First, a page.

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G20 Leaders Endorse OECD Deal On Global Minimum Tax Rates

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EDITOR'S NOTE: The countries with the largest economies in the world gathered last week at the G20 Summit in Rome, Italy, and one of the main takeaways is that they agreed to establish a worldwide minimum 15% tax on all corporations. The idea is that this will give the world’s largest companies (Google, Apple, Amazon, etc.) less incentive to establish offices in low-tax jurisdictions to avoid taxes in their home countries. This deal was pushed by the U.S., and after the agreement, Treasury Secretary Janet Yellen released a statement saying, “This deal will remake the global economy into a more prosperous place for American business and workers," per Reuters. 

ROME, Oct 30 (Reuters) - Leaders of the world's 20 biggest economies (G20) will endorse an OECD deal on a global minimum corporate tax of 15%, draft conclusions of the two-day G20 summit showed on Saturday, with a view to have the rules in force in 2023.

"We call on the OECD/G20 Inclusive Framework on Base Erosion and Profit Shifting to swiftly develop the model rules and multilateral instruments as agreed in the Detailed Implementation Plan, with a view to ensure that the new rules will come into effect at global level in 2023," the draft conclusions, seen by Reuters, said.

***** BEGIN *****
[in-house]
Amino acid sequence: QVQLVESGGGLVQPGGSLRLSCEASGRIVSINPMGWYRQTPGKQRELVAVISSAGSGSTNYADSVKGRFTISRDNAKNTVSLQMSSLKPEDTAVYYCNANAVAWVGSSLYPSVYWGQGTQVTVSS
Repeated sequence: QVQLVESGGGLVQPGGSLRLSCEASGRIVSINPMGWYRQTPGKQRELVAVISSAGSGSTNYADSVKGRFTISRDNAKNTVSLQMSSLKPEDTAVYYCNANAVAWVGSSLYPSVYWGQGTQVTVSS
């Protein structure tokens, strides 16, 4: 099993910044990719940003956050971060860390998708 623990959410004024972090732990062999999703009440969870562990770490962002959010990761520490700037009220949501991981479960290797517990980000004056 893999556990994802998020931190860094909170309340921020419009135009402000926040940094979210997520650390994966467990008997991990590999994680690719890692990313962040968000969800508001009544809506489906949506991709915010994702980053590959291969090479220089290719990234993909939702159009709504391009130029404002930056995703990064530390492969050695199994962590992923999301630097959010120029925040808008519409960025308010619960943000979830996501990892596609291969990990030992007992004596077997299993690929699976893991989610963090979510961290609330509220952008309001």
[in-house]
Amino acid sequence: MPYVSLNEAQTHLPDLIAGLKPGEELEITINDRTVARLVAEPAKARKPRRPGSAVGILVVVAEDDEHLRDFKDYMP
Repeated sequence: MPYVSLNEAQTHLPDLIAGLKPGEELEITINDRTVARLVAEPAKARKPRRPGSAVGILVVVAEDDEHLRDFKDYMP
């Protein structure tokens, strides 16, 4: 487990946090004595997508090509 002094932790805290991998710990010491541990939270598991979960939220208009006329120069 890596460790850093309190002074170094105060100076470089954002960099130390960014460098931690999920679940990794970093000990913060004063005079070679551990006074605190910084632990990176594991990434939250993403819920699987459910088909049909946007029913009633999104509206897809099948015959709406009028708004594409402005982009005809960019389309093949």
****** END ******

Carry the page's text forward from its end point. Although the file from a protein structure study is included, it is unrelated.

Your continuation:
The conclusions are to be formally adopted on Sunday.

In October, 136 countries reached a deal on a minimum tax on global corporations, including internet giants like Google (GOOGL.O) , Amazon (AMZN.O), Facebook (FB.O), Microsoft (MSFT.O) or Apple (AAPL.O) to make it harder for them to avoid taxation by establishing offices in low-tax jurisdictions. read more

U.S. Treasury Secretary Janet Yellen said the endorsement of the minimum tax would help U.S. businesses and workers, even though the deal also means that many U.S.-based companies, like the Internet giants, will be paying more tax than now.

"This deal will remake the global economy into a more prosperous place for American business and workers," Yellen said in a statement.

Reporting by Jan Strupczewski, Crispian Balmer, Andrea Shalal and Jason Lange, editing by Elizabeth Piper
Originally posted on Reuters.

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